South College W311
Ph.D., Johns Hopkins, 2010
Gülru Çakmak is an Associate Professor specializing in eighteenth- and nineteenth-century French, English, and Ottoman art. She received her PhD at Johns Hopkins University in 2010 under the supervision of Professor Michael Fried with her dissertation entitled Jean-Léon Gérôme: The Innovative Years (1851-1859), for which she was awarded a Distinction. Prior to her doctorate, she received an MPhil degree at the Amsterdam School of Cultural Analysis (Thesis: “Subversive Ambiguities: Disruptions, Self-Representation, and the Role of the Beholder in Paul Cézanne’s Les Grandes Baigneuses (V.721)”), an MA degree with Distinction in Gender Studies at Central European University in Budapest, Hungary (Thesis: “Aesthetics of Subversion: The Uncanny and the Grotesque in Aubrey Beardsley, Hannah Wilke, Mary Duffy, Louise Bourgeois, İnci Eviner”), and an MFA degree at Bilkent University in Ankara, Turkey (Thesis: “The Body Unmasked: The Freudian Uncanny and Kuzgun Acar’s Theatre Masks”). In a highly selective nationwide competition in 2011, Dr. Çakmak was designated a New Faculty Fellow by the American Council of Learned Societies.
Her book Jean-Léon Gérôme and the Crisis of History Painting in the 1850s (Liverpool University Press, 2017) addresses a turning point in French art in the middle of the nineteenth century when traditional history painting lost its status as a compelling mode of representation. Was history painting even feasible in modern times, in a period that witnessed an increasing demand for empirical observation in art, and an emergent modern epistemology that posited the past as foundational yet inaccessible to the physically and historically specific individual? The book demonstrates that Gérôme, typically seen as a conservative academic painter, responded swiftly to the modern sensibility of history and the crisis of historical representation in the 1850s. Embarking on a phase of artistic experimentation, he reflected on the aims and limitations of history painting by devising a quintessentially contemporary art that acknowledged the viewer not as an abstraction but as a historically situated and embodied subject. The first monograph of its kind to present a sustained analytical study of a key decade of Gérôme’s art, the book offers a historical and theoretical understanding of the artist’s work in the 1850s against the background of the modernization of visual culture in France.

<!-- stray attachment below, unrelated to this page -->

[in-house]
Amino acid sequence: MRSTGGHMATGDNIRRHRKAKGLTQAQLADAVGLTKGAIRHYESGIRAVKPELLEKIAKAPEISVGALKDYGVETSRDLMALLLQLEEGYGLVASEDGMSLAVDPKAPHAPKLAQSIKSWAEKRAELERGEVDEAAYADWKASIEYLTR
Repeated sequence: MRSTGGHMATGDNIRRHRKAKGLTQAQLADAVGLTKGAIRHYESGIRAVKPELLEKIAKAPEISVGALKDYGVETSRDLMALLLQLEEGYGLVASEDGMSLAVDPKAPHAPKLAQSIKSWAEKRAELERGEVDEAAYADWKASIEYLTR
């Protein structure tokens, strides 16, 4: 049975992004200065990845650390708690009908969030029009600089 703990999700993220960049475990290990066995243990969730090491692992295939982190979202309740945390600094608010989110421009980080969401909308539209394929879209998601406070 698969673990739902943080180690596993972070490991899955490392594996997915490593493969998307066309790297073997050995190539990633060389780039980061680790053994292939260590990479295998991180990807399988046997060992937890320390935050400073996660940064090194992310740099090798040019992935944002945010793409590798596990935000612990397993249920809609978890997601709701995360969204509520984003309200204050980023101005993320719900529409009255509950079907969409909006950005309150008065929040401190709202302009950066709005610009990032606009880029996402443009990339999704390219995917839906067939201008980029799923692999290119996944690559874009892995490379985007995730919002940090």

Professor Çakmak is currently at work on two new book projects. Materiality, Process and Facture in English and French Sculpture at the End of the Nineteenth-Century aims to contribute to a revisionist history of modern sculpture by problematizing the modernist narrative of a radical rupture between the nineteenth-century method of modeling, and the twentieth-century paradigm of direct carving. The research for this project has been supported by the Henry Moore Institute, Yale Center for British Art, and the Clark Art Institute as well as the American Philosophical Society. A second book entitled Osman Hamdi and the Long Duration of History examines the work of the Ottoman-Turkish painter Osman Hamdi Bey as meta-paintings thematizing time and history as the artist reflected on the question how to make visible the deep structures of history that underlie the present—structures that have made the present possible at the first place.
- European Art
Courses Recently Taught
Upper-Level Undergraduate classes with Graduate Component
- European Art, 1780-1880
- Emulation, Repetition and the Question of Originality in 19th-Century Art
- Modernizing Sculpture from Canova to Duchamp
- Impressionism, Tradition, Originality: What’s New Under the Sun?
- 19th-Century Orientalism, Feminism, Hegemony
- The Problem of Color in 19th-Century Sculpture
Technology and Digital Humanties in the Classroom
2013 Emulation and Repetition in Nineteenth-Century Art
(Research papers by students in Art-Hist 381/671 Emulation and Repetition in Nineteenth-Century Art in Spring 2013)
2012 Emulation and Repetition in Nineteenth-Century Art
(Research papers by students in Art-Hist 381/671 Emulation and Repetition in Spring 2012)
2011 In Response to Kimsooja
(Selected essays by students in Art-Hist 323/623 European Art: 1780-1880 in Fall 2011 written in response to digital works by contemporary Korean artist Kimsooja exhibited at the University Museum of Contemporary Art)
Find out more about Professor Çakmak, here